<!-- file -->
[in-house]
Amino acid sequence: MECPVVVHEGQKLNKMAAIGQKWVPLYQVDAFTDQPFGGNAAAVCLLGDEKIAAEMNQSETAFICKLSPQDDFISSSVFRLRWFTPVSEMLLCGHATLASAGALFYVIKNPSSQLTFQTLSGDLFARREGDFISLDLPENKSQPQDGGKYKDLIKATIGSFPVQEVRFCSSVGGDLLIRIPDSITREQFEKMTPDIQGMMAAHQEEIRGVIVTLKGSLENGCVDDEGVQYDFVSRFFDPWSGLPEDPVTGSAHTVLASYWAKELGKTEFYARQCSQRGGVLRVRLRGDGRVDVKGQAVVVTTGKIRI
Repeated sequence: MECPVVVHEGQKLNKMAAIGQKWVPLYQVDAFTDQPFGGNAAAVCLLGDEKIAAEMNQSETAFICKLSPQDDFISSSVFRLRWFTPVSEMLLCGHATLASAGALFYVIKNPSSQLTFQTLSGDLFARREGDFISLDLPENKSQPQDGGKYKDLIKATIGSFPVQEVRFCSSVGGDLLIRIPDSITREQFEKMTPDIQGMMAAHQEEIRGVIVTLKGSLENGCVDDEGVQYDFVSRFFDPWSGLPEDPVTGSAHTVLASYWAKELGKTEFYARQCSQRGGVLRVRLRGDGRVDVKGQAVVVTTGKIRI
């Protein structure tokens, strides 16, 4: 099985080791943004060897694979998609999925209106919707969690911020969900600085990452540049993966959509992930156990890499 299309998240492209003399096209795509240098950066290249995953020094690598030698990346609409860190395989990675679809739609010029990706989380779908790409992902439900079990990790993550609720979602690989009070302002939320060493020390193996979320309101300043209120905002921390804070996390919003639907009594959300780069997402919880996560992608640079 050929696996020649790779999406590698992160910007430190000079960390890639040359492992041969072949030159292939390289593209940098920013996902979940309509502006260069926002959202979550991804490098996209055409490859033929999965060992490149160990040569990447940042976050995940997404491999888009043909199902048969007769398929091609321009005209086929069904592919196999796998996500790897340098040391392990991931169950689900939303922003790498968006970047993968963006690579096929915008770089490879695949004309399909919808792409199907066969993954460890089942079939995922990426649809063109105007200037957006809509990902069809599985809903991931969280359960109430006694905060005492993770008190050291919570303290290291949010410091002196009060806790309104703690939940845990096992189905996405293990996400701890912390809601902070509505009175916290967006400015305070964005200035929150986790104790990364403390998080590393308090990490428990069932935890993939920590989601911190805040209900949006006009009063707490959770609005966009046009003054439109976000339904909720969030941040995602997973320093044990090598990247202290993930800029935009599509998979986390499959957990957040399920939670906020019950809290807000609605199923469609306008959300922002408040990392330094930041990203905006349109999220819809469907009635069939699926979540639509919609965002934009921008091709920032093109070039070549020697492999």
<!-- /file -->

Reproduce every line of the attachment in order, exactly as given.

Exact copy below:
[in-house]
Amino acid sequence: MECPVVVHEGQKLNKMAAIGQKWVPLYQVDAFTDQPFGGNAAAVCLLGDEKIAAEMNQSETAFICKLSPQDDFISSSVFRLRWFTPVSEMLLCGHATLASAGALFYVIKNPSSQLTFQTLSGDLFARREGDFISLDLPENKSQPQDGGKYKDLIKATIGSFPVQEVRFCSSVGGDLLIRIPDSITREQFEKMTPDIQGMMAAHQEEIRGVIVTLKGSLENGCVDDEGVQYDFVSRFFDPWSGLPEDPVTGSAHTVLASYWAKELGKTEFYARQCSQRGGVLRVRLRGDGRVDVKGQAVVVTTGKIRI
Repeated sequence: MECPVVVHEGQKLNKMAAIGQKWVPLYQVDAFTDQPFGGNAAAVCLLGDEKIAAEMNQSETAFICKLSPQDDFISSSVFRLRWFTPVSEMLLCGHATLASAGALFYVIKNPSSQLTFQTLSGDLFARREGDFISLDLPENKSQPQDGGKYKDLIKATIGSFPVQEVRFCSSVGGDLLIRIPDSITREQFEKMTPDIQGMMAAHQEEIRGVIVTLKGSLENGCVDDEGVQYDFVSRFFDPWSGLPEDPVTGSAHTVLASYWAKELGKTEFYARQCSQRGGVLRVRLRGDGRVDVKGQAVVVTTGKIRI
């Protein structure tokens, strides 16, 4: 099985080791943004060897694979998609999925209106919707969690911020969900600085990452540049993966959509992930156990890499 299309998240492209003399096209795509240098950066290249995953020094690598030698990346609409860190395989990675679809739609010029990706989380779908790409992902439900079990990790993550609720979602690989009070302002939320060493020390193996979320309101300043209120905002921390804070996390919003639907009594959300780069997402919880996560992608640079 050929696996020649790779999406590698992160910007430190000079960390890639040359492992041969072949030159292939390289593209940098920013996902979940309509502006260069926002959202979550991804490098996209055409490859033929999965060992490149160990040569990447940042976050995940997404491999888009043909199902048969007769398929091609321009005209086929069904592919196999796998996500790897340098040391392990991931169950689900939303922003790498968006970047993968963006690579096929915008770089490879695949004309399909919808792409199907066969993954460890089942079939995922990426649809063109105007200037957006809509990902069809599985809903991931969280359960109430006694905060005492993770008190050291919570303290290291949010410091002196009060806790309104703690939940845990096992189905996405293990996400701890912390809601902070509505009175916290967006400015305070964005200035929150986790104790990364403390998080590393308090990490428990069932935890993939920590989601911190805040209900949006006009009063707490959770609005966009046009003054439109976000339904909720969030941040995602997973320093044990090598990247202290993930800029935009599509998979986390499959957990957040399920939670906020019950809290807000609605199923469609306008959300922002408040990392330094930041990203905006349109999220819809469907009635069939699926979540639509919609965002934009921008091709920032093109070039070549020697492999």